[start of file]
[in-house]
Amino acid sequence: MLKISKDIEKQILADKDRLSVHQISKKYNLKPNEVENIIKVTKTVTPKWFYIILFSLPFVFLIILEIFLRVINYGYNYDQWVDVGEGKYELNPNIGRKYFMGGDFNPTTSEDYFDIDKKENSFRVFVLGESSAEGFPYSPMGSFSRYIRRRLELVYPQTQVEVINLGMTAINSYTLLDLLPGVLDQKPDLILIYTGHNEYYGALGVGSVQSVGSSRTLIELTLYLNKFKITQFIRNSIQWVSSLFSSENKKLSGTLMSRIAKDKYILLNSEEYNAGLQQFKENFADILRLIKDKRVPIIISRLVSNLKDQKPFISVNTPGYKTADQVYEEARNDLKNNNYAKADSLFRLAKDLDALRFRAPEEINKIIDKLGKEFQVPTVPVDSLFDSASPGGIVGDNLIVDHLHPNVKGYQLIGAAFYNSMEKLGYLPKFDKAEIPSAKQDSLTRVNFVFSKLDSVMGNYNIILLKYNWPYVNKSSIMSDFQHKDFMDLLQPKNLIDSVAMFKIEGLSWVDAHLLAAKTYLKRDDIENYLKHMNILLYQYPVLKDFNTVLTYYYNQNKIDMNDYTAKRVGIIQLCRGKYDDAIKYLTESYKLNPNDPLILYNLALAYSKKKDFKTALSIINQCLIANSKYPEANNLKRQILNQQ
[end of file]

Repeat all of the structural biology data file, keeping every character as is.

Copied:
[in-house]
Amino acid sequence: MLKISKDIEKQILADKDRLSVHQISKKYNLKPNEVENIIKVTKTVTPKWFYIILFSLPFVFLIILEIFLRVINYGYNYDQWVDVGEGKYELNPNIGRKYFMGGDFNPTTSEDYFDIDKKENSFRVFVLGESSAEGFPYSPMGSFSRYIRRRLELVYPQTQVEVINLGMTAINSYTLLDLLPGVLDQKPDLILIYTGHNEYYGALGVGSVQSVGSSRTLIELTLYLNKFKITQFIRNSIQWVSSLFSSENKKLSGTLMSRIAKDKYILLNSEEYNAGLQQFKENFADILRLIKDKRVPIIISRLVSNLKDQKPFISVNTPGYKTADQVYEEARNDLKNNNYAKADSLFRLAKDLDALRFRAPEEINKIIDKLGKEFQVPTVPVDSLFDSASPGGIVGDNLIVDHLHPNVKGYQLIGAAFYNSMEKLGYLPKFDKAEIPSAKQDSLTRVNFVFSKLDSVMGNYNIILLKYNWPYVNKSSIMSDFQHKDFMDLLQPKNLIDSVAMFKIEGLSWVDAHLLAAKTYLKRDDIENYLKHMNILLYQYPVLKDFNTVLTYYYNQNKIDMNDYTAKRVGIIQLCRGKYDDAIKYLTESYKLNPNDPLILYNLALAYSKKKDFKTALSIINQCLIANSKYPEANNLKRQILNQQ